Frail seniors with physical and/or cognitive limitations do best with consistent providers of care. Constantly changing faces cause confusion, frustration and significant risk of complications. Although this seems self-evident, there is in fact considerable scientific evidence supporting the importance of consistency in health care providers. It certainly is no different in home care.
Imagine a vulnerable elderly recipient of home care services opening the door in the morning to find an unfamiliar caregiver. One of the first tasks of the day will be the morning shower. How comfortable is that senior likely to be? And how tiring will it be for her to explain where everything is, make sure the caregiver knows her daily routine, communicate her meal preferences, etc. etc.? And how much more problematic would this all be if the elderly client had cognitive impairment and a family member could not be present?
Of course, getting started with home care entails meeting and getting to know a new caregiver at first. Comfort and familiarity take a little time to develop. However, in an ideal world, a senior with functional impairments who receives home care assistance should be able to count on one primary caregiver, relieved only occasionally with carefully prepared substitutes.
The real world, however, is far from the ideal. It is not unusual for home care companies to “cover” their scheduling obligations by assigning different caregivers to the same client over the course of each week. In some cases, home care workers are given a different weekly schedule every Monday.
As if this wasn’t bad enough, the U.S. Department of Labor has made matters even worse by eliminating the so-called “companionship exemption,” whereby home care providers had not been required to pay overtime wages. The new federal overtime regulations, which became effective in October, 2015, require that home care workers receive pay of at least one and one-half times their regular rate of pay for all hours worked in excess of 40 per week.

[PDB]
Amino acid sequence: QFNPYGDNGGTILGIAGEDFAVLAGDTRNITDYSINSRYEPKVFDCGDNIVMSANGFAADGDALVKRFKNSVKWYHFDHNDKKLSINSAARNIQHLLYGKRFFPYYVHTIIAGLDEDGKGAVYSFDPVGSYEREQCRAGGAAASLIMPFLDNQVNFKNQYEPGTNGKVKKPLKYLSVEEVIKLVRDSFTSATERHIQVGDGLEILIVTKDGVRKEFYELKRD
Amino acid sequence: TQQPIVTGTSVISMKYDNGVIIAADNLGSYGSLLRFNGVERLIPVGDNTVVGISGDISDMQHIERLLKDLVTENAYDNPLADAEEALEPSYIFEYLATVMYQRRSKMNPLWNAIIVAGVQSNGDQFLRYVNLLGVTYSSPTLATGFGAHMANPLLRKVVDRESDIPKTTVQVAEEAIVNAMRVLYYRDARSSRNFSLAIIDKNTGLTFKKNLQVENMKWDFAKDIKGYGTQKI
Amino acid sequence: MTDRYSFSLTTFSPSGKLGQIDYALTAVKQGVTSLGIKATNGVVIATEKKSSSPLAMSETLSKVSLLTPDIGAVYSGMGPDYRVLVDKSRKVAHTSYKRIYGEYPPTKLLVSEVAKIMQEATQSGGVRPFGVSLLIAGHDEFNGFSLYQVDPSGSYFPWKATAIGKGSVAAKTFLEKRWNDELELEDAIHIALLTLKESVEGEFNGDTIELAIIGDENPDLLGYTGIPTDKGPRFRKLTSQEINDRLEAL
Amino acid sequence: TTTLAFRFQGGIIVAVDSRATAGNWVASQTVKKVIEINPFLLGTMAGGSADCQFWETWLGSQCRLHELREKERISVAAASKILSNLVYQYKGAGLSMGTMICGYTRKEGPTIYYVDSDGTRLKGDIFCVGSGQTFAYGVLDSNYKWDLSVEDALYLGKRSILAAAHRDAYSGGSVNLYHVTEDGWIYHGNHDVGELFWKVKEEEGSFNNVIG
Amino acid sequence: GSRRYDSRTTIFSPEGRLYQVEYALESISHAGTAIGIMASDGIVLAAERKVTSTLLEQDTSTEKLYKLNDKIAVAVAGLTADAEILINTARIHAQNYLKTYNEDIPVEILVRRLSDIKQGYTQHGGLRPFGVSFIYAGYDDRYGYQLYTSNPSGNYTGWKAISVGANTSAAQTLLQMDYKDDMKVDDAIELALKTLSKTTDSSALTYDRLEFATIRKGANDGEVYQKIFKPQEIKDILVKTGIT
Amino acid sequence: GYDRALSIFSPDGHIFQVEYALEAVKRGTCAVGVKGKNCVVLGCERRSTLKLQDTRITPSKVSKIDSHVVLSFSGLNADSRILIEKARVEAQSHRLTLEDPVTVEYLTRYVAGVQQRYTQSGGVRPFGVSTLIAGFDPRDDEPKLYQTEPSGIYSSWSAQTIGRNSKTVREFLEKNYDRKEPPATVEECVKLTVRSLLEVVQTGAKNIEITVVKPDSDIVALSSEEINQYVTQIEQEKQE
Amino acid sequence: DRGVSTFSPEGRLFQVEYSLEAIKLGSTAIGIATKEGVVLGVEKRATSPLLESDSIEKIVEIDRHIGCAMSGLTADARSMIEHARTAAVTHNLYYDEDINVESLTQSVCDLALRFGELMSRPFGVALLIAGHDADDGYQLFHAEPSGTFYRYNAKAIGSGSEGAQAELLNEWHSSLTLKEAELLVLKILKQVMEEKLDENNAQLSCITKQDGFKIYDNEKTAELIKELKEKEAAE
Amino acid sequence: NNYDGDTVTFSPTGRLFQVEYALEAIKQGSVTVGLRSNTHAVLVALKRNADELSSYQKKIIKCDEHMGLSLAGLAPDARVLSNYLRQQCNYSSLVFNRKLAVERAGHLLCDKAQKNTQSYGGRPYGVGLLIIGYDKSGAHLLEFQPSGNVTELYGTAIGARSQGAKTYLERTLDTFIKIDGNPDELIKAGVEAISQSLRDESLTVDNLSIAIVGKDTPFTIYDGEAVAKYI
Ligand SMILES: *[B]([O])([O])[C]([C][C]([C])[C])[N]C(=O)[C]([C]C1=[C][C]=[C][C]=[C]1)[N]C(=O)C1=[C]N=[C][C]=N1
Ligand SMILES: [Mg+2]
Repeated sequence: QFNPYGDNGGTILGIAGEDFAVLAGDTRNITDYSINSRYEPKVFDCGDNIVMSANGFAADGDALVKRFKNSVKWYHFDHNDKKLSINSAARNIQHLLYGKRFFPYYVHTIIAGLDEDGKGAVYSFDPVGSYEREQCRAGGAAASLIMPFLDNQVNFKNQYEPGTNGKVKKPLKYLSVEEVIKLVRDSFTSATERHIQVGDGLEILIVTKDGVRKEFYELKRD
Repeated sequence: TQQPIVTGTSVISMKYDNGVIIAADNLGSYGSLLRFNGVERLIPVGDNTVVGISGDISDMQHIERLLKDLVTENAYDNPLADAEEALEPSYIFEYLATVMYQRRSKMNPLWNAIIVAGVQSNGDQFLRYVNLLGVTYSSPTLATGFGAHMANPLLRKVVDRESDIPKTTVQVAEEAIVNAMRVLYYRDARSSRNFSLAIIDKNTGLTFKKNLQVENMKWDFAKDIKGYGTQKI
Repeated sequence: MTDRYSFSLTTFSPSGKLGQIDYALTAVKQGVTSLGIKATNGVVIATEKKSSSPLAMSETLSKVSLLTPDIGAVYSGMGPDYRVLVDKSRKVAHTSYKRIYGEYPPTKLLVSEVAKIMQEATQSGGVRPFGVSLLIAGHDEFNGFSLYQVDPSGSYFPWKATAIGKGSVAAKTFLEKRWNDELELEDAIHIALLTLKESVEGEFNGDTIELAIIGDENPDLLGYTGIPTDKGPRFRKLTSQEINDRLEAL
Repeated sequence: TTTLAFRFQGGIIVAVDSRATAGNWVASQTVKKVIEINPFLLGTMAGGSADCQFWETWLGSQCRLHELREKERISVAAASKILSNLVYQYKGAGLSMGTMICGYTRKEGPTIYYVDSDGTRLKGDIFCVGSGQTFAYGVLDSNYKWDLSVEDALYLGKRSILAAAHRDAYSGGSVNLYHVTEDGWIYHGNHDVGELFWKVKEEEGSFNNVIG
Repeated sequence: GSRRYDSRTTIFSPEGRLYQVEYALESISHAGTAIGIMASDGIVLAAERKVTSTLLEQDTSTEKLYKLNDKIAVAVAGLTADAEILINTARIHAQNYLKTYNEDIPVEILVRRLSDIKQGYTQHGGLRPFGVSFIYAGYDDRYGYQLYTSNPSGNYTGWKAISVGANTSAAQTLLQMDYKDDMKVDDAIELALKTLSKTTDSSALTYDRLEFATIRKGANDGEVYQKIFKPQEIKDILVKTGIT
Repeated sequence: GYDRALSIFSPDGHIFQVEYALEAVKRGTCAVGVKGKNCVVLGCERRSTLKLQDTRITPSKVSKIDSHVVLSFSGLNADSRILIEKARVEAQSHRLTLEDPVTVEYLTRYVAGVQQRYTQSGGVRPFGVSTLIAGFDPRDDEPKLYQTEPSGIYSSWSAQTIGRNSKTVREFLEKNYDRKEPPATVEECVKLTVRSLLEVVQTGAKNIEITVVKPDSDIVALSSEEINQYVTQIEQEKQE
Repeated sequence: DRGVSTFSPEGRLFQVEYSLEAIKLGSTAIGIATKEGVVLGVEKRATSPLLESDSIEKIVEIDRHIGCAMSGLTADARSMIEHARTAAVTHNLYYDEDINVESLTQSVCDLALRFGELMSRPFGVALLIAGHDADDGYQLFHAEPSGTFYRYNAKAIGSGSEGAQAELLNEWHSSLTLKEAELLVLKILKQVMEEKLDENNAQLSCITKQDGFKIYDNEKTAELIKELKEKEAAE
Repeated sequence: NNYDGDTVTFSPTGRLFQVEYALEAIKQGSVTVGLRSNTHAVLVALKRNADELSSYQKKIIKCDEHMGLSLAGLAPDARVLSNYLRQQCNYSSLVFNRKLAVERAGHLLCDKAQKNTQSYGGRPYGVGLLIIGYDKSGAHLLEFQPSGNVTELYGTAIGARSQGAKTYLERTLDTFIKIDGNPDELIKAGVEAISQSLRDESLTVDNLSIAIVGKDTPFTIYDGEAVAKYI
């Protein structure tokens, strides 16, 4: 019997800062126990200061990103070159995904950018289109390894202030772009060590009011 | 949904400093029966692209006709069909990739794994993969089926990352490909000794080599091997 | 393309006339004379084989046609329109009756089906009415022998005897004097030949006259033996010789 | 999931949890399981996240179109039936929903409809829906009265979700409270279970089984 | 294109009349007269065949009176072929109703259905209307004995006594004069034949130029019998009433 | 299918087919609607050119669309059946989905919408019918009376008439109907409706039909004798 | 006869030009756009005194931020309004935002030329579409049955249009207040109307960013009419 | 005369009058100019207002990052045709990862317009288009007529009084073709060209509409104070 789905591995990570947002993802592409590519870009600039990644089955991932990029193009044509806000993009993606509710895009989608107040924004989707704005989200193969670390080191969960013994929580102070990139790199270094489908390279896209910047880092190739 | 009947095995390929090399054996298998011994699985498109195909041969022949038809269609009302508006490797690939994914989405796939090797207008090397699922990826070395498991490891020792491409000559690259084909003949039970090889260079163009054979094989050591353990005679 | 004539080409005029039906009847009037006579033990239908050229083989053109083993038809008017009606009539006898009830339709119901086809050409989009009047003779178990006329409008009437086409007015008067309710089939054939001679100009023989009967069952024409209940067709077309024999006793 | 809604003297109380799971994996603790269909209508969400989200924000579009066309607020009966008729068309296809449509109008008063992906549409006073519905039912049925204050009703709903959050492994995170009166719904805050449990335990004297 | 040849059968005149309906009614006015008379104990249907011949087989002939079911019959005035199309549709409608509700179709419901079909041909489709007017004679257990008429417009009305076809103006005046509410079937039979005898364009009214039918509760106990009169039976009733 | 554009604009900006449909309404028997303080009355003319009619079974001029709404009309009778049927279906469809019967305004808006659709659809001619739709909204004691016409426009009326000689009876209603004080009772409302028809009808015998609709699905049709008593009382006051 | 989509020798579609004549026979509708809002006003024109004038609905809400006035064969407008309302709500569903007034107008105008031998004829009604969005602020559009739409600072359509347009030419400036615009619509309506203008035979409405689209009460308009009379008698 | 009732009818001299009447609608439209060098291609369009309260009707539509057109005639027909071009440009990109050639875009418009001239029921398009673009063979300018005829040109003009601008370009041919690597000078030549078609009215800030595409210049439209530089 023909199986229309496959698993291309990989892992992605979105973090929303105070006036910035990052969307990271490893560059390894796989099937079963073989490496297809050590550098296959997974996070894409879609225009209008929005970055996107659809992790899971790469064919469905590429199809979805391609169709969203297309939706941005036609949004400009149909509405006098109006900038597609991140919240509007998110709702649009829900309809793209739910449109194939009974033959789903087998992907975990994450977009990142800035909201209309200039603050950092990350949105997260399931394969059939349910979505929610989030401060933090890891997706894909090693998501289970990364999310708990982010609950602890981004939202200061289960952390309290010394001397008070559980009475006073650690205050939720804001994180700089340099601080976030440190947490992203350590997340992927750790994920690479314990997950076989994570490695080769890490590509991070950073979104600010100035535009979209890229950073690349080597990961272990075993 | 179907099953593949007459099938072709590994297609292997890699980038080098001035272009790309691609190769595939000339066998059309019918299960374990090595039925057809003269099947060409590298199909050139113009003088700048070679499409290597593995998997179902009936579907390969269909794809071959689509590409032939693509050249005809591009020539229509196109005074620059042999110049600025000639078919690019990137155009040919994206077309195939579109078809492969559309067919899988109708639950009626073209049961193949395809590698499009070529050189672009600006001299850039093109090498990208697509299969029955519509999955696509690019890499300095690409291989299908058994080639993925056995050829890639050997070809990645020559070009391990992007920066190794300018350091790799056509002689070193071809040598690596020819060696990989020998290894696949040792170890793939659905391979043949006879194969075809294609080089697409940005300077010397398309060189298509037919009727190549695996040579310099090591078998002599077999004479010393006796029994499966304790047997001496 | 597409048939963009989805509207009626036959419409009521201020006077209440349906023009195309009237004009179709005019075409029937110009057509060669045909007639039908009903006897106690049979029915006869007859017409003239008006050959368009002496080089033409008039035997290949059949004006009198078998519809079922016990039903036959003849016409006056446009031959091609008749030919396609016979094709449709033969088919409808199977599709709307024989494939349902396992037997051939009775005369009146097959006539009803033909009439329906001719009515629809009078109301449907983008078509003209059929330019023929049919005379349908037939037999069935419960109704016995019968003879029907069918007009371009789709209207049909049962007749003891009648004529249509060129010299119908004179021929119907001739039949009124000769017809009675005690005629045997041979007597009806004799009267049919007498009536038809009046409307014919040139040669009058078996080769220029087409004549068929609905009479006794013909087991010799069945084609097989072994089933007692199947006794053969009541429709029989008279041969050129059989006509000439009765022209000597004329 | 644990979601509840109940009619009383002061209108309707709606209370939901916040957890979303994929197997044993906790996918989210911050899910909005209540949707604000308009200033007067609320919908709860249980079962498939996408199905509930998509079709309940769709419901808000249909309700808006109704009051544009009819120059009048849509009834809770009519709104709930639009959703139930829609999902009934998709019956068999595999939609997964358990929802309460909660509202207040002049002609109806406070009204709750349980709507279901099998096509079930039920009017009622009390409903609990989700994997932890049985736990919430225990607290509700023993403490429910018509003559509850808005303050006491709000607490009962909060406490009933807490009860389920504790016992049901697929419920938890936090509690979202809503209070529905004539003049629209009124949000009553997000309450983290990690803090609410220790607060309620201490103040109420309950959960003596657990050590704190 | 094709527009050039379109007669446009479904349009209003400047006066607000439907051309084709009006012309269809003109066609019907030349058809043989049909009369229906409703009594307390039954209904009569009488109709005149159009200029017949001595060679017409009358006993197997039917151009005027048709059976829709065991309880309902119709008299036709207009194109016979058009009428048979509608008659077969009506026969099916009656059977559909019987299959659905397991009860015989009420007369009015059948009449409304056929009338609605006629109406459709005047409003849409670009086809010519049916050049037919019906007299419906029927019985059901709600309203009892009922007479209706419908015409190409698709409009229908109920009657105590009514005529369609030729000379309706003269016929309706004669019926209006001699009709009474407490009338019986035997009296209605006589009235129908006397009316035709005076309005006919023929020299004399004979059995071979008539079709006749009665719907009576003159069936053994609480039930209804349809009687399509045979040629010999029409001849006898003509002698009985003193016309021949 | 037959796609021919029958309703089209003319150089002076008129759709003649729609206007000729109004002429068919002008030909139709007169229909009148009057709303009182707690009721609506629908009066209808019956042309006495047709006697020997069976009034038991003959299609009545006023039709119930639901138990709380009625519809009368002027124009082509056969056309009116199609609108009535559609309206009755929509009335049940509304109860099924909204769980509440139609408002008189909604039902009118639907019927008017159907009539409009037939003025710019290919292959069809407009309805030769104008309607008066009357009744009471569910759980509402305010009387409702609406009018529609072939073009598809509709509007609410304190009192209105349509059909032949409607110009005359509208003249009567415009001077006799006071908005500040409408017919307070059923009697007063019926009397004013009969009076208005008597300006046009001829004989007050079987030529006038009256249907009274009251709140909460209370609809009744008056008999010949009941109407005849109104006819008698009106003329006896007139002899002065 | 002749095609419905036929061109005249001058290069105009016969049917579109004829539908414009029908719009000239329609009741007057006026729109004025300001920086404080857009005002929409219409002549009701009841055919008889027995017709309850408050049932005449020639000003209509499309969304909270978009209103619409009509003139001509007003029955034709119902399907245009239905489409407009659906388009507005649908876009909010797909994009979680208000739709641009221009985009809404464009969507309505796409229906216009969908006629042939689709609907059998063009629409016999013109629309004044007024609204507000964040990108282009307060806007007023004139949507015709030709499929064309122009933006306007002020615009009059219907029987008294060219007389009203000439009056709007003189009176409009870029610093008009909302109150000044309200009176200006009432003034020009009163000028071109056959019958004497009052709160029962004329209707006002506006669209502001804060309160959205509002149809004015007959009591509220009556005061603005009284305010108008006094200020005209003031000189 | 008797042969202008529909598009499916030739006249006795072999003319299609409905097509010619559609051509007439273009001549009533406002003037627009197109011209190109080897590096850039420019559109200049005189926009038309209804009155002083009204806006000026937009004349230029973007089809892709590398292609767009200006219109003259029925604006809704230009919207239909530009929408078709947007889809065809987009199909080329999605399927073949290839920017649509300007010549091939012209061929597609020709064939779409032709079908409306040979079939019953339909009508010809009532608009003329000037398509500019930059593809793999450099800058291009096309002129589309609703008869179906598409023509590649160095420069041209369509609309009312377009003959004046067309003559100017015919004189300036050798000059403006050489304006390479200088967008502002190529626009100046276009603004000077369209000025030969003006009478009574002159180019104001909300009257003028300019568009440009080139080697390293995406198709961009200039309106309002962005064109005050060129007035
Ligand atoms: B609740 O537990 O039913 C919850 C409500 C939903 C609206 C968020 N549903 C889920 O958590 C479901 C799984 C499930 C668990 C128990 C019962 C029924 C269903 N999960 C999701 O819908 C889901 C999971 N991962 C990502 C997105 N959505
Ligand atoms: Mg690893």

In response, home care companies have generally chosen to limit their employees to 40 hours or less. Employees who need more work to make ends meet are out of luck. A client requiring assistance for 12 hours each day would therefore have in the best of circumstances at least two, perhaps three difference caregivers every week. Add in emergencies and other reasons for absenteeism and the number could be higher.
At Ready Hands, we have always striven to match each client with a single primary Home Care Aide (or two, when 24-hour care is provided). They are generally relieved on alternating weekends. The arrangement works well for both our clients, who need the predictability and consistency, and our employees, who need the income. Faced with the new overtime rules, we have changed our compensation and staffing policies to comply with the law while also paying our employees competitively and maintaining continuity for those who depend on our services—all without passing on the additional costs to our clients.
Senior care recipients need consistency. We have always understood that, and our delivery model has always prioritized that goal.